When temperatures drop, skip the slopes and spend the afternoon inside. And what better indoor activity is there than exploring a museum? If you live in or are traveling to Ohio, Indiana or Illinois, grab the family and head to one of these museums this winter. In addition to offering rotating exhibits, each museum prioritizes eco-friendliness.
The Indianapolis Museum of Art (IMA) is unique in the fact that it is the first art museum in the country with an ENERGY STAR® certification for its sustainability efforts. The museum has also been recognized by the U.S. Environmental Protection Agency and the U.S. Department of Energy – both government-established programs – for its eco-friendly initiatives. Plus, nearly a decade ago, the IMA joined the Central Indiana Clean Air Partnership for its commitments to improving air quality in the community.
Running on 100% renewable energy sources, including wind, solar and biomass generation, the IMA has reduced its annual electricity costs by nearly 18% since 2005. Additionally, the museum’s waste reduction programs have contributed to recycling nearly 25,000 pounds of paper, aluminum and plastic.
Located in the heart of Chicago, IL, even the name of The Field Museum evokes a sense of eco-friendliness. In 1989, this Windy City museum launched an in-house, grassroots “green team” – a group of individuals dedicated to exploring new ways for the museum to lessen its overall impact on the environment. Since then, the group has grown to a team of roughly 40 members who are working toward making The Field Museum eco-friendly in all areas.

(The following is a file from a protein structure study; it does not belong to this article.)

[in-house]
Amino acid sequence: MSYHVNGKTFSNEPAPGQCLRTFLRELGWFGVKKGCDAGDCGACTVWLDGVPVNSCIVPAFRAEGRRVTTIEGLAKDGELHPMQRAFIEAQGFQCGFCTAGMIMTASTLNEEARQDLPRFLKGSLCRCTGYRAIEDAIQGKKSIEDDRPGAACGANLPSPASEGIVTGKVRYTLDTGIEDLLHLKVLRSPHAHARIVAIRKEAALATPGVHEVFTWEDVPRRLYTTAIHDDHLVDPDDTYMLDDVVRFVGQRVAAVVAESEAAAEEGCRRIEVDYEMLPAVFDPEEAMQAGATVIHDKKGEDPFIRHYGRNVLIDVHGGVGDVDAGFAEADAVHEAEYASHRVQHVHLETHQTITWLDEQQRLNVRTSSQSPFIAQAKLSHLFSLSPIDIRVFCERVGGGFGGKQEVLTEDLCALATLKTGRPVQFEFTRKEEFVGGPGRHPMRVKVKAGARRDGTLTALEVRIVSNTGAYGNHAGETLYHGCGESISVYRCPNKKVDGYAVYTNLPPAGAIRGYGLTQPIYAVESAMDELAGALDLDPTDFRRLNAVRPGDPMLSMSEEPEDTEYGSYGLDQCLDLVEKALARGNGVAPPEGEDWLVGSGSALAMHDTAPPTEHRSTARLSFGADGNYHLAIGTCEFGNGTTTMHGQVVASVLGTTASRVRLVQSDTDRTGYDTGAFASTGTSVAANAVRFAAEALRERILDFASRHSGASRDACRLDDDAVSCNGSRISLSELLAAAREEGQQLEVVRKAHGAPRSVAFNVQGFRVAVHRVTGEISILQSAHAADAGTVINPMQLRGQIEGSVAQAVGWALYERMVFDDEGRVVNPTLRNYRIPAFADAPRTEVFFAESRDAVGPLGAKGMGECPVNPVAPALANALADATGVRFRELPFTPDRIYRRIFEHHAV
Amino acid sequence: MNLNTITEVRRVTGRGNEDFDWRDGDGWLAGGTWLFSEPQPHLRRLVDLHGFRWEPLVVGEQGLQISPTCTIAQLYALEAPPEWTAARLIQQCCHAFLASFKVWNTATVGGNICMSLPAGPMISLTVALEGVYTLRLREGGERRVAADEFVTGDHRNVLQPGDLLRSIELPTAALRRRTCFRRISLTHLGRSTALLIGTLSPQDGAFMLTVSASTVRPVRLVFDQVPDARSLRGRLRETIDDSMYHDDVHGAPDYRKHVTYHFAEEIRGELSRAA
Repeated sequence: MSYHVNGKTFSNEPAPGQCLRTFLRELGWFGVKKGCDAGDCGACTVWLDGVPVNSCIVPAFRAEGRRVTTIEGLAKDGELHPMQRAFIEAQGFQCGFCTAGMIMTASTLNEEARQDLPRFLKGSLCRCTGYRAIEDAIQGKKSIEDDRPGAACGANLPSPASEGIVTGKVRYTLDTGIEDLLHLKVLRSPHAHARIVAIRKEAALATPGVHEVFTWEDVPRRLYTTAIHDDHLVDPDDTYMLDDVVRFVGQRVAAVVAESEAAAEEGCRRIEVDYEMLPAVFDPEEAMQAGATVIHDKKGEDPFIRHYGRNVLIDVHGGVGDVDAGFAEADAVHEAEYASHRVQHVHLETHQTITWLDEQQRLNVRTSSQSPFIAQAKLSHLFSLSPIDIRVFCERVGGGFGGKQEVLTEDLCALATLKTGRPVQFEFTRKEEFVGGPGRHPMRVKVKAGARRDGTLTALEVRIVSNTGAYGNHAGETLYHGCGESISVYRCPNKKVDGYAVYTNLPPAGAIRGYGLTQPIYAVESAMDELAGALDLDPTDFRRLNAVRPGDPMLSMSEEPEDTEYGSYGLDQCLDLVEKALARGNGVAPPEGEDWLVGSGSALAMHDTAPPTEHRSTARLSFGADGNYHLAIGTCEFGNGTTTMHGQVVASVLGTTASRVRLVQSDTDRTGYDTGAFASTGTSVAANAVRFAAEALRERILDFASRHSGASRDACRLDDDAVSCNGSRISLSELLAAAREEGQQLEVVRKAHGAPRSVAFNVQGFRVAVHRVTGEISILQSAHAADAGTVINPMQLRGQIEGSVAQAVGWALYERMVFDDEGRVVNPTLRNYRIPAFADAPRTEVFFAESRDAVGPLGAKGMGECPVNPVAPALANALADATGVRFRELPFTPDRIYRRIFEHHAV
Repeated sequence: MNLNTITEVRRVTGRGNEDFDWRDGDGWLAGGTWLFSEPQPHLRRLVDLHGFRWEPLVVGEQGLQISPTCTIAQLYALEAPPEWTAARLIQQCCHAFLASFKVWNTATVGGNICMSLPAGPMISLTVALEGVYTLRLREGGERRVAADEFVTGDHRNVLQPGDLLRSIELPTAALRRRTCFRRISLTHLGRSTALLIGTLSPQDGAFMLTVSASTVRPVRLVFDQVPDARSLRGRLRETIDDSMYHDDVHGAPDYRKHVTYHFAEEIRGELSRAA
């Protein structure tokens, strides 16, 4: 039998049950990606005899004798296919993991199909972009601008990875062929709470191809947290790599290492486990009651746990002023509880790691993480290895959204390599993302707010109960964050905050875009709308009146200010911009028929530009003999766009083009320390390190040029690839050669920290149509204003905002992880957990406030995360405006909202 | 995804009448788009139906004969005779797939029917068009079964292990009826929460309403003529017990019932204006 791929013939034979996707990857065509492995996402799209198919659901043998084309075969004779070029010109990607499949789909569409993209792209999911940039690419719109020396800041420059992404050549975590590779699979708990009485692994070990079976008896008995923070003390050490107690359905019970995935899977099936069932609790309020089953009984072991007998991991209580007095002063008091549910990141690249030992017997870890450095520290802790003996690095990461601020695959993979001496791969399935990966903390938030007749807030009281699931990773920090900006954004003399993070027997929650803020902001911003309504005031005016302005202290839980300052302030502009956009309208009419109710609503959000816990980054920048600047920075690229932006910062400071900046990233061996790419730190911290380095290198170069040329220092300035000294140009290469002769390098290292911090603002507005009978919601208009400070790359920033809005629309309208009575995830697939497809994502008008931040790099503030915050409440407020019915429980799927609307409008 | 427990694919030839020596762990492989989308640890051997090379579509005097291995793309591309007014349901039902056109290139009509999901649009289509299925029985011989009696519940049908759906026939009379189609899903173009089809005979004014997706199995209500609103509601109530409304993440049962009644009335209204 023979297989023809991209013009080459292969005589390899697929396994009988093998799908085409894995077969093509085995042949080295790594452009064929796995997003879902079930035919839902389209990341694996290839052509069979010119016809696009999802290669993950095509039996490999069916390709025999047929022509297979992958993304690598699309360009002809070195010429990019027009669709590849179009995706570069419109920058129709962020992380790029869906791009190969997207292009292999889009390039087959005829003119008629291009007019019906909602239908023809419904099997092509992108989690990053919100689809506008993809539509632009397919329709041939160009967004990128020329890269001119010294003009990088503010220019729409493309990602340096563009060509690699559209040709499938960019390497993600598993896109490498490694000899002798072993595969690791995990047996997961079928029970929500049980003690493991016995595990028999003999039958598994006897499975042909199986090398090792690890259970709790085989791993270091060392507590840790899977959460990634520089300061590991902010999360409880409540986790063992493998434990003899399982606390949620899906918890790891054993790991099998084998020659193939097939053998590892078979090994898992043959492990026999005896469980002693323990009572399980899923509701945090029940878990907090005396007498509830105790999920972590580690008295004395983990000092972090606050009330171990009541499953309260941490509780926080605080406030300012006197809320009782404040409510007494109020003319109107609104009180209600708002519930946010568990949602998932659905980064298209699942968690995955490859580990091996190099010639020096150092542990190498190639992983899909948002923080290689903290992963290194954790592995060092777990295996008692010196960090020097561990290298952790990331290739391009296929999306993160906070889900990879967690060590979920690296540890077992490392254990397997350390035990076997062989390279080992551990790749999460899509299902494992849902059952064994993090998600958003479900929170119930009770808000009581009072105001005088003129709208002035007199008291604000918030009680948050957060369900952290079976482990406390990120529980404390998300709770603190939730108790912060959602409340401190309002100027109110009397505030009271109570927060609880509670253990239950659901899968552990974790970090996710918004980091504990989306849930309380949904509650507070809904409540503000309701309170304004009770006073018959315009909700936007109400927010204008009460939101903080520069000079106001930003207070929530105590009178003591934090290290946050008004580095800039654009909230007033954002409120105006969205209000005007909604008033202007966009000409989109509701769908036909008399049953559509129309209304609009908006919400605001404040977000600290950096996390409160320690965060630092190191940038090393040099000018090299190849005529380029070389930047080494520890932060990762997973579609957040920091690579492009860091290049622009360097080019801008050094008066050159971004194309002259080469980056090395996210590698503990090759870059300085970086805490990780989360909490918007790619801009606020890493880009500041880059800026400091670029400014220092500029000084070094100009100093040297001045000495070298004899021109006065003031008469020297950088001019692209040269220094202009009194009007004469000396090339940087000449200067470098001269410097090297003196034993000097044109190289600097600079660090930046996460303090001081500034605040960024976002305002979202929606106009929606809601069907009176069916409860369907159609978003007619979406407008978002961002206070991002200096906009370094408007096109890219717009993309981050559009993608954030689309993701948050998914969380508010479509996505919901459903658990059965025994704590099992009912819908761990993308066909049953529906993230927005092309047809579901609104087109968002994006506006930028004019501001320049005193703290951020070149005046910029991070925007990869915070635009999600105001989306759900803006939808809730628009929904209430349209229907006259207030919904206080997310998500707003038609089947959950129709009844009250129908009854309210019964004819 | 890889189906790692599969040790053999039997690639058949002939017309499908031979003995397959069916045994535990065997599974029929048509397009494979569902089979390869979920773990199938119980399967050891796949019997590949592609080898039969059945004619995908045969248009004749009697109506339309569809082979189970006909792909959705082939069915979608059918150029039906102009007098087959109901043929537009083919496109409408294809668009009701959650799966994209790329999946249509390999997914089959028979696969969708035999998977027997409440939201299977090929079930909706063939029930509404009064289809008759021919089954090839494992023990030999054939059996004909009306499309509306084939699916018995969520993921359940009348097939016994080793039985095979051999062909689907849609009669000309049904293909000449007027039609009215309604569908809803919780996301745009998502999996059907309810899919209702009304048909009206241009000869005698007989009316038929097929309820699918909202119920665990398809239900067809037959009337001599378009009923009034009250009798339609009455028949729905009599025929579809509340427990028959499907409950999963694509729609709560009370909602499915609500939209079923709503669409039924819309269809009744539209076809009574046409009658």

Today, many of the museum’s operations run in a very environmentally conscious way. From its onsite restaurants that achieve a 74% waste diversion rate by recycling and composting to its Gold LEED certification, most of what the museum does has a green bent. However, the most prolific of the museum’s projects is its staff-maintained garden, Edible Treasures, which helps teach residents about the importance of community and healthy living.
The Toledo Museum of Art is a few steps ahead of many other museums in the region when it comes to employing eco-friendly initiatives. Nearly 30 years ago, the museum replaced all of its traditional gallery lighting with 135 LED bulbs to illuminate art displays.
Over the past 15 years, the Toledo Museum of Art has installed a total of four microturbines on its campus. Collectively producing more than 250 kW of electricity, these microturbines burn natural gas and help power the museum without negatively impacting the environment. Plus, the museum recently installed solar panels on the roofs of its buildings that can store 360kW of solar energy per day. Thanks to these initiatives, the museum is capable of generating roughly 15% of its own electricity, significantly cutting costs.